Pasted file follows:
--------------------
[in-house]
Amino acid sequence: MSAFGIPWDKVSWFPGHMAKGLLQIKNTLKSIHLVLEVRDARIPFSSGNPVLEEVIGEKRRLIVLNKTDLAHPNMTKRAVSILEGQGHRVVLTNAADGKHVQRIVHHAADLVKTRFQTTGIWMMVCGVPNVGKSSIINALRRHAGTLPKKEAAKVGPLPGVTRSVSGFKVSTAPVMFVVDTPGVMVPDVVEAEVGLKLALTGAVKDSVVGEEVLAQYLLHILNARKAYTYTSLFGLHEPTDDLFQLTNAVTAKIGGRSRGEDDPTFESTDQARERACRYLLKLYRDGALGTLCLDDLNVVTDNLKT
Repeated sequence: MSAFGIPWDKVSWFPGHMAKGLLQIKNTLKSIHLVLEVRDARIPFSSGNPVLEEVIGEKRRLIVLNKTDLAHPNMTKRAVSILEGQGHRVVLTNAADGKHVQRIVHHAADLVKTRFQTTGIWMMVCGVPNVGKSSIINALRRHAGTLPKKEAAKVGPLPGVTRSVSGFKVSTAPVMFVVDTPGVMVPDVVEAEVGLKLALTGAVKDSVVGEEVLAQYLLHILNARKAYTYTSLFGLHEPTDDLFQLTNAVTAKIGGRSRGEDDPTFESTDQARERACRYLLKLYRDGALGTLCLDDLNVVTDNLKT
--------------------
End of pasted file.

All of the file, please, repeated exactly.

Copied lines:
[in-house]
Amino acid sequence: MSAFGIPWDKVSWFPGHMAKGLLQIKNTLKSIHLVLEVRDARIPFSSGNPVLEEVIGEKRRLIVLNKTDLAHPNMTKRAVSILEGQGHRVVLTNAADGKHVQRIVHHAADLVKTRFQTTGIWMMVCGVPNVGKSSIINALRRHAGTLPKKEAAKVGPLPGVTRSVSGFKVSTAPVMFVVDTPGVMVPDVVEAEVGLKLALTGAVKDSVVGEEVLAQYLLHILNARKAYTYTSLFGLHEPTDDLFQLTNAVTAKIGGRSRGEDDPTFESTDQARERACRYLLKLYRDGALGTLCLDDLNVVTDNLKT
Repeated sequence: MSAFGIPWDKVSWFPGHMAKGLLQIKNTLKSIHLVLEVRDARIPFSSGNPVLEEVIGEKRRLIVLNKTDLAHPNMTKRAVSILEGQGHRVVLTNAADGKHVQRIVHHAADLVKTRFQTTGIWMMVCGVPNVGKSSIINALRRHAGTLPKKEAAKVGPLPGVTRSVSGFKVSTAPVMFVVDTPGVMVPDVVEAEVGLKLALTGAVKDSVVGEEVLAQYLLHILNARKAYTYTSLFGLHEPTDDLFQLTNAVTAKIGGRSRGEDDPTFESTDQARERACRYLLKLYRDGALGTLCLDDLNVVTDNLKT